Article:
Cale – Celtic folk-rock music

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Where traditions are not lost to the winds of time, some survive in forms faithful to the original, while others morph and take on new, hybrid definitions. In the case of Cale – the Celtic folk-rock music project of English musician Andy Beck – the latter is undoubtedly the case, with time-honoured Irish folk elements at the core of the music and a periphery of 20th and 21st-century influences drawn from several contemporary sources.

 

One obvious parallel could be drawn with the music of The Pogues – a group that has taken the joyous, romantic sound of traditional folk and bashed it around the head with a strong dose of rock 😉 But there’s more to the music of Cale than just taking inspiration from folk legends like The Tossers, Flogging Molly or the aforementioned band whose name derives from the Irish for “kiss my arse”. On debut Cale EP “Even From Here”, the new listener is presented with five tracks that, at various points, summon disparate influences ranging from José Gonzalez and Nick Drake via Aphex Twin and Bon Iver to Metallica and Stormtroopers of Death. Not something you get on your average folk record, then!

 

Looking more closely at the musicianship itself, another key influence – equally time-honoured in its nature – is the music of the inimitable Mike Oldfield, himself half-Irish. At the age of 19, Oldfield recorded his landmark work Tubular Bells and played nearly all of the instruments on the album himself – an astounding feat for the time. “Even From Here” – whilst not to be held in the same light as the masterpiece recorded thirteen years prior to Andy’s birth – draws obvious inspiration from the “Bells” and Oldfield’s subsequent records, with Andy playing all but a handful of the featured instruments (some instruments were actually keyboard or computer plugins, whilst the screaming vocals on closing track and comedy song “Chinese Mandolin Deathtrack” were handled in part by close friend and long-time collaborator Dean Ince). But for a first EP, Andy was aware of which external input was indispensable, and he loved and learned from the teaching of studio recordists and engineers Karl Coryat, Ian Shepherd and David Eley. The final piece of the puzzle was respected German producer Lennart Jeschke, to whom the responsibility of mastering the EP was outsourced and who had previously produced an album by Bremen-born act Versengold, another of Andy’s folk favourites from his six-year stint of living in and travelling around Germany.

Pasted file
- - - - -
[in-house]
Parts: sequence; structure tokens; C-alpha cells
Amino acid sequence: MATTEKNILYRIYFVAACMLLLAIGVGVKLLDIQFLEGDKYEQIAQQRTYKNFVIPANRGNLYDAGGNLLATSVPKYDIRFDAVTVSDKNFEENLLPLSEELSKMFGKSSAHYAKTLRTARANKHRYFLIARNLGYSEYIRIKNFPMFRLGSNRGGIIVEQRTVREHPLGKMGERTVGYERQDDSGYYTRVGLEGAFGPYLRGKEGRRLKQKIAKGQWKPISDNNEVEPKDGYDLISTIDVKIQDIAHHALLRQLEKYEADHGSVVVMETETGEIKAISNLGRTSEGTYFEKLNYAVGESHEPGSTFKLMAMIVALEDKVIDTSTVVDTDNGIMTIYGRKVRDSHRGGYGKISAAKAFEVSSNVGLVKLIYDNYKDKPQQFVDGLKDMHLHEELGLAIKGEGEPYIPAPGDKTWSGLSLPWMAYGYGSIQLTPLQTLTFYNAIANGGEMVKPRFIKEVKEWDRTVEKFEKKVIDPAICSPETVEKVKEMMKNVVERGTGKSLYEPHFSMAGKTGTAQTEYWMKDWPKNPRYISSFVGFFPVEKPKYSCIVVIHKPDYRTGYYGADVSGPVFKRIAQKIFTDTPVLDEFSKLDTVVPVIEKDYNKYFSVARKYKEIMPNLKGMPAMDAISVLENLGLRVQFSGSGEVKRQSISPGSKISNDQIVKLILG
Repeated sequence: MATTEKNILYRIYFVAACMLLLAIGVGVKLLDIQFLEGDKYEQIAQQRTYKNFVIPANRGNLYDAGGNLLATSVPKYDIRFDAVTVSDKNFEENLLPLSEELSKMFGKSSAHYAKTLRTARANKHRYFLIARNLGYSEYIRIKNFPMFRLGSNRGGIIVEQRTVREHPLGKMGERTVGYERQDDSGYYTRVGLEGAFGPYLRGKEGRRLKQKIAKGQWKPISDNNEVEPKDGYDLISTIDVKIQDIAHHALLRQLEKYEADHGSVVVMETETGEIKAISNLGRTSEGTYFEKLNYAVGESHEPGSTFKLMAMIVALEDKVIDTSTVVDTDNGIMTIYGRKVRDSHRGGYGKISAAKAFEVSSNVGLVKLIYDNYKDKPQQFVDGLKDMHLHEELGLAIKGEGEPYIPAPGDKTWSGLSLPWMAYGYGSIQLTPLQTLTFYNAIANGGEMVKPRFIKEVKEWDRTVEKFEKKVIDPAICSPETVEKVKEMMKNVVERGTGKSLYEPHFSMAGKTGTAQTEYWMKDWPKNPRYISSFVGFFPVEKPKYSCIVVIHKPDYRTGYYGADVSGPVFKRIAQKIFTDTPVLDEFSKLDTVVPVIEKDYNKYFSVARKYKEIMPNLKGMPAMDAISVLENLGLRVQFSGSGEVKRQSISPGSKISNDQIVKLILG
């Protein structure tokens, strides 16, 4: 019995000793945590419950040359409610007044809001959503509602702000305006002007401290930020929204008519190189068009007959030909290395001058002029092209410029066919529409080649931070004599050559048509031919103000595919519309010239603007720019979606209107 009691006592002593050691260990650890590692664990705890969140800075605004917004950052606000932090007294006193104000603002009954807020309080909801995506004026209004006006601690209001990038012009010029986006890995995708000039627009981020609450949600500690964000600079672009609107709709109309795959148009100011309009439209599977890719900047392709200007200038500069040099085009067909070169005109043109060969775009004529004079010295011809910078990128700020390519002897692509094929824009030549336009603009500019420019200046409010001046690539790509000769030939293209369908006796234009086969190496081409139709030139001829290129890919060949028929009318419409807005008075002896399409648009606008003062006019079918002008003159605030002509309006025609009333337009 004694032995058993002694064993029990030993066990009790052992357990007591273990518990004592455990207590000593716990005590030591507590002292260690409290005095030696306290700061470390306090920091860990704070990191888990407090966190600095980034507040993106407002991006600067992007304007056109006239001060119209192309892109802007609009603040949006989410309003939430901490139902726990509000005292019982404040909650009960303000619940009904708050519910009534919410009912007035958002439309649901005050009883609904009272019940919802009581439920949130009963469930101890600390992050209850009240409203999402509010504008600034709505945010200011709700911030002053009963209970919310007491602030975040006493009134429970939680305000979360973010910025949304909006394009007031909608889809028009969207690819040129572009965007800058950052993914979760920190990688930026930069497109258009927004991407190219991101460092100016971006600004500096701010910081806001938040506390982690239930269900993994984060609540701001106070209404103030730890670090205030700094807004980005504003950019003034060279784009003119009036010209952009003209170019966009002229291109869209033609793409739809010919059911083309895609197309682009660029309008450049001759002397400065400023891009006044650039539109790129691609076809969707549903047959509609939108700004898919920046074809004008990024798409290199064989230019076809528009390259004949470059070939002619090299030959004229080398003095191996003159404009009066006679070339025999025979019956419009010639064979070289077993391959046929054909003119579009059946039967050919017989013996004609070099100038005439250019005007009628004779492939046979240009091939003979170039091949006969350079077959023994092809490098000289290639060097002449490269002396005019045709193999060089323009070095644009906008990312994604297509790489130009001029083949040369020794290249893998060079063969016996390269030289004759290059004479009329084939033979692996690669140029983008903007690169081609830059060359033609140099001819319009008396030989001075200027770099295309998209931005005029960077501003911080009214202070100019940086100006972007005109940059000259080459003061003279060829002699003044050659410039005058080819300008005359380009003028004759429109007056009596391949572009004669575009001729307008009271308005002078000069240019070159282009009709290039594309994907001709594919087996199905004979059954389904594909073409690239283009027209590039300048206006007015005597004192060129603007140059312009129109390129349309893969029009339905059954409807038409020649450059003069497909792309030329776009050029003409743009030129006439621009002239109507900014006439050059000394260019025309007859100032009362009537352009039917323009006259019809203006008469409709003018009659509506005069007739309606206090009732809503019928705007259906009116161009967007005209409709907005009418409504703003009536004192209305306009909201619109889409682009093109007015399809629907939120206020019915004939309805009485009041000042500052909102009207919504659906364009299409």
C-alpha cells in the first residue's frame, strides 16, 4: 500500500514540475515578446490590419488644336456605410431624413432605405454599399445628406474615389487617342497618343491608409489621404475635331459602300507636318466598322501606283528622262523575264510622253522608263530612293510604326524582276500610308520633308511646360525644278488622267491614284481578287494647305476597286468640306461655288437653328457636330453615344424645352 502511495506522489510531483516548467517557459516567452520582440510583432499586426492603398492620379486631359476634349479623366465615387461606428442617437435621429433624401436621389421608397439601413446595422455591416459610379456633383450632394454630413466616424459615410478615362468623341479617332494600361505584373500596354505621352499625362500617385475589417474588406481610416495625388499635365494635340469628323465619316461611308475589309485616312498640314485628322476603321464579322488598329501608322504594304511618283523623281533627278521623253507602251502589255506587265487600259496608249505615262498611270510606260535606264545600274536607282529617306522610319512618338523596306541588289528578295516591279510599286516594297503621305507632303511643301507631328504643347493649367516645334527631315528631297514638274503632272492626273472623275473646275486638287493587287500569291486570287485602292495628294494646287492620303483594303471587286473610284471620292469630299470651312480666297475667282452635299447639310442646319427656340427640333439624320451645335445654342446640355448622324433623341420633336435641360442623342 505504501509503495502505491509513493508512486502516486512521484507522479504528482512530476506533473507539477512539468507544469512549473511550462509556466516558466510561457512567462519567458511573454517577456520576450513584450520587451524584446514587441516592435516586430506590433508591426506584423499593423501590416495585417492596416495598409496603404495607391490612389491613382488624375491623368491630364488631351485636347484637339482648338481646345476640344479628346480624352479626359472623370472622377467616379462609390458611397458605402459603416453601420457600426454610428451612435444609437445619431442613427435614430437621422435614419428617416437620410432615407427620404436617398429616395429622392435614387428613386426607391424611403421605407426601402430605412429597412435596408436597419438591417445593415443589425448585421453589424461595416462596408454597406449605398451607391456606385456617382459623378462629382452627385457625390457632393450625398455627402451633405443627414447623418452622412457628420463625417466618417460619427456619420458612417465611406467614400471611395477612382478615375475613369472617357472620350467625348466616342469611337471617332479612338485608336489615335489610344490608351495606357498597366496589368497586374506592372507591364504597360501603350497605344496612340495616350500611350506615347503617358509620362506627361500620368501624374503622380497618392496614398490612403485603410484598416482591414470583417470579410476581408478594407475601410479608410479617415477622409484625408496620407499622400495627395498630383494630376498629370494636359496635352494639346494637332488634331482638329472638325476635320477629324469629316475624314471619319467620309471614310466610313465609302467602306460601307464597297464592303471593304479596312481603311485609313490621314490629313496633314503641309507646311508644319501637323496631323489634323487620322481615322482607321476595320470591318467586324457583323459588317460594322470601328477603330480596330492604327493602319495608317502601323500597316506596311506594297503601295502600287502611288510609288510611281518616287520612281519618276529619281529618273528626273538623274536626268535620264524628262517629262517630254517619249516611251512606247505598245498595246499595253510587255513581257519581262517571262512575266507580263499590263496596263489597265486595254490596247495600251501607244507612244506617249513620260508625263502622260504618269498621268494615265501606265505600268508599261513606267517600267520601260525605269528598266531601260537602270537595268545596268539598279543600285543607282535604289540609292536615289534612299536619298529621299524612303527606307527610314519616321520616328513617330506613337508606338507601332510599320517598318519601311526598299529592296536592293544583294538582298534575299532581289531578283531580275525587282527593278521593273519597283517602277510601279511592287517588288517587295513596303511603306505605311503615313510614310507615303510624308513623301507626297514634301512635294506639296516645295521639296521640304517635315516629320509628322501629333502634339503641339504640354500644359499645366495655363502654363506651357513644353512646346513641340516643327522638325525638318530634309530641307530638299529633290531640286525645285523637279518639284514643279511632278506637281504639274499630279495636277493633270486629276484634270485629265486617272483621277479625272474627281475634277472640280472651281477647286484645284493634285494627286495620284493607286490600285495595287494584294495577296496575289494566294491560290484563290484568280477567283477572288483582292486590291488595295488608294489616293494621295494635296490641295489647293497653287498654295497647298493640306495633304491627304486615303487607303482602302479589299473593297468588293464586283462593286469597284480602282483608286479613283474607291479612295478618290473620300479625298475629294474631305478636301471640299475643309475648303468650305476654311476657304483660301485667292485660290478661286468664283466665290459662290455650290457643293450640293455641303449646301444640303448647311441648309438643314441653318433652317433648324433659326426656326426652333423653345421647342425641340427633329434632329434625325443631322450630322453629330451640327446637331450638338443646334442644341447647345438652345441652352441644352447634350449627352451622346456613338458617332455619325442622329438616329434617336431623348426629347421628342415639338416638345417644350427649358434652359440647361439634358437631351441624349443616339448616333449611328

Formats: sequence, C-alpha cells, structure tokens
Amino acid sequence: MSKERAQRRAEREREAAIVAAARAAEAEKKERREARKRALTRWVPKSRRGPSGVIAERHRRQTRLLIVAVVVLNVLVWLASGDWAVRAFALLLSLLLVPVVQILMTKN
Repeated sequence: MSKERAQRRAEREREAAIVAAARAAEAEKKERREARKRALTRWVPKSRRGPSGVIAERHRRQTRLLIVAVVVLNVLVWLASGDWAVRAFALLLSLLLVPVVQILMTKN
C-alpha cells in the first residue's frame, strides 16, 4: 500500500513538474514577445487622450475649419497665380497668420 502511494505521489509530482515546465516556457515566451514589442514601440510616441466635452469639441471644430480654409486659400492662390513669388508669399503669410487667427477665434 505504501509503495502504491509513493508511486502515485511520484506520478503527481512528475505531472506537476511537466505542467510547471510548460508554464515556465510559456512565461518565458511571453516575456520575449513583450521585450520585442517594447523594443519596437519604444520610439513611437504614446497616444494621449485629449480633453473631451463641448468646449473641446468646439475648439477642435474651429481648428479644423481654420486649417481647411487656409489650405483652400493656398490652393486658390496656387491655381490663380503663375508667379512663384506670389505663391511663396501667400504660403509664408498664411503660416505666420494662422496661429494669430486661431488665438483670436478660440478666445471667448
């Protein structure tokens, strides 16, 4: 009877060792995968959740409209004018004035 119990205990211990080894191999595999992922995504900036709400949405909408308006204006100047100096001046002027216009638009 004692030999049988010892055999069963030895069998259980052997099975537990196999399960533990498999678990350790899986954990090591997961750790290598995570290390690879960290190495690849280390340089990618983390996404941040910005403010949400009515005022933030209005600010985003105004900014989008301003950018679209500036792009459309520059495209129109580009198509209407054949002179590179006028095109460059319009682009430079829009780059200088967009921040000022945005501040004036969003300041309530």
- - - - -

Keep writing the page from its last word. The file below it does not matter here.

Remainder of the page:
So the instruments used on the “Even From Here” EP fit broadly into two categories: rock and folk. We find the drums, bass, acoustic guitars and occasional distorted electric guitars that one has come to know and expect of anything with the “rock” label slapped on it. But it is the folk ingredients that give the music its quirky edge, being the tin whistle, banjo, accordion, harp…and the mandolin 😉 And the influences haven’t entirely stopped there, either – track #4 “Glaciers” is the other surprise card in the hand, shimmering with the minimalistic beauty of Bon Iver’s second album and some early Aphex Twin, plus a call-and-response format evocative of the aforementioned Mike Oldfield’s sophomore effort “Hergest Ridge”.

 

The output of Cale so far is the product of these sources of inspiration, which date back at the very latest to the mediaeval market days and Irish pub evenings enjoyed by Andy in a handful of European locations. It was in the pubs, especially those in the German capital, that he grew to love the Irish and Scottish standards (both instrumental and sung), while the mediaeval festivals and parties can be credited with slowly nourishing the belief that the life of an artist is worth it, and preferable to the life led by many dissatisfied citizens feeling like just another cog in the wheel of Western capitalism. Andy may be of Kentish, urban origins himself, but his love of music, art and modern European languages has taken his imagination and emotions beyond the hell created by a system based excessively on money and feeding perceived social norms. “There are things in this world that money can’t really touch”, Andy himself says. “And there is definitely more to life than fast-food chains, crap advertising and meaningless pop music. I know for certain that handmade music, art and language is not dying out anytime soon.”

 

 

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